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Projecting the NL West

With an off-day today, figure it's as good a time as any to start previewing the competition in the NL West this season. For 2012, I'm attempting to be a bit more rigorous with regard to coming up with a projection system for the standings. I can't claim it's entirely original, being based on the work of renowned German sabermetrician Otto R.G. Hesswerk... :) But it kinda seems to cover the factors which should come into play over the coming season, though as we saw last year, sometimes things come out of left-field (literally, in Gerardo Parra's case), which can change the complexion of an entire season.

Overall explanation is after the jump, first target (the Padres) should be up tomorrow morning.

Overall philosophy
We start with how a team actually performed last year - we use the Pythagorean record as a base, because the actual W-L is more influenced by a team's record in one-run games, which evidence suggests varies almost randomly from year-to-year. We look at the players gained and lost from the team, and add or subtract their performance. Then, there's the question of aging - if you're an "old" team, odds are your performance the next year will be worse, while a young team will get better, simply through experience. Finally, there's an entirely subjective adjustment for other factors.

Base number of wins
The best measure of a team's performance is its actual performance, so we could take the 2011 record as a starting point. However, a significant factor is how a team does in one-run games. Last year, in the NL, the best records were the Brewers and D-backs, who were both six victories above .500 in those - the worst was the Padres, who went 20-31. However, history tells us winning one-run games is not a repeatable skill: witness the 2007 D-backs, who went 32-20 there, only to fall back to 22-23 the following year. Or the cellar-dwelling Padres, who were second-best in one-run games in 2010.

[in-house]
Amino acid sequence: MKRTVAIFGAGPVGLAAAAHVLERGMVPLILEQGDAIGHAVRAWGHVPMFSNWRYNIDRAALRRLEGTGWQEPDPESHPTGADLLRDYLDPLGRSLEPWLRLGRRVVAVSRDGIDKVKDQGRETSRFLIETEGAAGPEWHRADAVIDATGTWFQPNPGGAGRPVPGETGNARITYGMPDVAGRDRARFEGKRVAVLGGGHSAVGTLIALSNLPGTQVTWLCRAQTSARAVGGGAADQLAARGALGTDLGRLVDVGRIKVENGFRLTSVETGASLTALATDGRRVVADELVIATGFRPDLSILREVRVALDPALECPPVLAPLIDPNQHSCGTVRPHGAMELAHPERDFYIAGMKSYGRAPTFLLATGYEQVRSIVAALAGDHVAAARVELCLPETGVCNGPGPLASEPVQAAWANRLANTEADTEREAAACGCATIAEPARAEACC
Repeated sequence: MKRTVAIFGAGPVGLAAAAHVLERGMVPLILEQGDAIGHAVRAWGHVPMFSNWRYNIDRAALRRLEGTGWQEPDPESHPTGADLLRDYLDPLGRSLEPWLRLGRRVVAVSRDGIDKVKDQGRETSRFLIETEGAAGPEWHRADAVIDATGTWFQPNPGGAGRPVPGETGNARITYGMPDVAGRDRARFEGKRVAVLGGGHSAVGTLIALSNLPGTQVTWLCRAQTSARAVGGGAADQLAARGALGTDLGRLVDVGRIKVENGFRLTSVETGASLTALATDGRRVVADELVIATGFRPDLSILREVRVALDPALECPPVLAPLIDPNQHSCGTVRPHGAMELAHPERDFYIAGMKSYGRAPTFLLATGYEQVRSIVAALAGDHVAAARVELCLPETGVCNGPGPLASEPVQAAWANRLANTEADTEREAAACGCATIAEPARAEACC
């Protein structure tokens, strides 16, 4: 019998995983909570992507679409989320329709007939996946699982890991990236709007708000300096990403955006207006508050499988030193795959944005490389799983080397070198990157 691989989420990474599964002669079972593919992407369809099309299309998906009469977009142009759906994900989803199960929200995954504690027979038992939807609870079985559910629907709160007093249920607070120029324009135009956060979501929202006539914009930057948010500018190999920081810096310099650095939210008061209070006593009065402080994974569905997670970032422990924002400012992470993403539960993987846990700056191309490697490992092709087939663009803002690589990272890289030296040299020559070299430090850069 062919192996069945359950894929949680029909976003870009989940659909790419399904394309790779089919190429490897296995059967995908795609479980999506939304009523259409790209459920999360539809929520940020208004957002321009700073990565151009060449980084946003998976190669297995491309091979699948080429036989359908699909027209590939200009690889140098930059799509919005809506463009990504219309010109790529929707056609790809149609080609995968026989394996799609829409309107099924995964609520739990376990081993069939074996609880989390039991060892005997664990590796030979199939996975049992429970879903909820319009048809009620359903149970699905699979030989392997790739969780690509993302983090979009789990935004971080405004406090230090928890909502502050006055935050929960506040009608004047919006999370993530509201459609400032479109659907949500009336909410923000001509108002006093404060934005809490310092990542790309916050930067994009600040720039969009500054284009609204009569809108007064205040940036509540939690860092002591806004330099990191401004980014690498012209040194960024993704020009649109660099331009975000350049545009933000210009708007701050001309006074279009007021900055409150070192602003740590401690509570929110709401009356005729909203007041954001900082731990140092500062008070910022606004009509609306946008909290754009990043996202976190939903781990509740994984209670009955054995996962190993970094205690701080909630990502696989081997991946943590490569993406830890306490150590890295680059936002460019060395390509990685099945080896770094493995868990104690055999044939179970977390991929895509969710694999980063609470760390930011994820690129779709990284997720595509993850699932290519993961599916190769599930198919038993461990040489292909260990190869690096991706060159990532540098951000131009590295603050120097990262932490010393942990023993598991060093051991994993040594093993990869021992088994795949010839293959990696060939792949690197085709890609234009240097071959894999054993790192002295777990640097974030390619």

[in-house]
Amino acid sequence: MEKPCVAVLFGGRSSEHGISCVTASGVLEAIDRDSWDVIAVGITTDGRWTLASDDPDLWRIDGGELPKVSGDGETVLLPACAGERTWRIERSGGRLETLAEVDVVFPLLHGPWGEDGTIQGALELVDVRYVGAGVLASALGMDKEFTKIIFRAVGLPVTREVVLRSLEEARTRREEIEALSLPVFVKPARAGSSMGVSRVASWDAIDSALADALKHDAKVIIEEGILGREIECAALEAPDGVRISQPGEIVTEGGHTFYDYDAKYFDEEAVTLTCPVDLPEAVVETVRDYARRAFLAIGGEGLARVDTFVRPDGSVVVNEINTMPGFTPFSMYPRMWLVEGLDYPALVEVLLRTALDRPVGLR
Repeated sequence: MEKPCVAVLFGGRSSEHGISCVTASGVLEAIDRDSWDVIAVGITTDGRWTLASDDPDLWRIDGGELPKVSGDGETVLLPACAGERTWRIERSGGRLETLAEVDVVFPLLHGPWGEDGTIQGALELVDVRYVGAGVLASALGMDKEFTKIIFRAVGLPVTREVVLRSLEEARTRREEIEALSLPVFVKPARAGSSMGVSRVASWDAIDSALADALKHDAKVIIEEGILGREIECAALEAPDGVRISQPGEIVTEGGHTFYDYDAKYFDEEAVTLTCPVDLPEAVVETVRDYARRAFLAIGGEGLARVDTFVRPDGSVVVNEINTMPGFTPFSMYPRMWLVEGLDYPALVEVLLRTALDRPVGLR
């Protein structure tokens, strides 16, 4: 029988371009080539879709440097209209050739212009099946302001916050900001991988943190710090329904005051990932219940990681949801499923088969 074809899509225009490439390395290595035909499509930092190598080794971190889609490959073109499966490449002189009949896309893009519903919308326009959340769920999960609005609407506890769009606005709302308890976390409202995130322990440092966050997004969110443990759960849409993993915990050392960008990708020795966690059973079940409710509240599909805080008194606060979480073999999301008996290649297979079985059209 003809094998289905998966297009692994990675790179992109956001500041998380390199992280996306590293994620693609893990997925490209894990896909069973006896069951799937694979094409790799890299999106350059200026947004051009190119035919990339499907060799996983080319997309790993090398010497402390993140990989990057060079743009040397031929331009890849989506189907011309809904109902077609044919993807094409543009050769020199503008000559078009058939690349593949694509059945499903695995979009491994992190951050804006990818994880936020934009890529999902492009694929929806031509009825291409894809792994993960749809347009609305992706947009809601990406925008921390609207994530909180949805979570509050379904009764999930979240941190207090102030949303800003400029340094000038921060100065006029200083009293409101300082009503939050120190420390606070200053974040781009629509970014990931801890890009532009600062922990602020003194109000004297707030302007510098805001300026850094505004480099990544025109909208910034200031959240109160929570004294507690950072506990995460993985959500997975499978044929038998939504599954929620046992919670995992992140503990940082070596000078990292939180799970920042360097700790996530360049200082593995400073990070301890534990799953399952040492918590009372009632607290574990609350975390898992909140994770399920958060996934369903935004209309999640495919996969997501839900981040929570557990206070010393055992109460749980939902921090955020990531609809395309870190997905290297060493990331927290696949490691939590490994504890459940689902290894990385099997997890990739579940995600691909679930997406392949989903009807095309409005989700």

A better measure is the Pythagorean record, which uses the number of runs scored and allowed by a team to determine what their W-L record "should" have been. It's an idea pioneered by Bill James, and central is the concept that a team's run differential is a better predictor of future performance than their W-L record. For instance, at the All-Star Break last year, the Giants had a 52-40 record, but had only fractionally outscored their opponents, 332-322. And in the second half, they duly went 34-26. Obviously, it's not perfect - future performance is based on future runs scored and allowed, more than past performance - but it's closer.

I added a wrinkle here, in that I'm weighting a team's second-half performance more than their first half, as the former would seem a better predictor of 2012 performance than games in April 2011. Fortunately, you can find splits at the break on giving Pythag W% before and after a specific date, so the baseline for wins ends up as being:

54 * (1st-half Pythag + 2nd-half Pythag + 2nd half Pythag)

Roster changes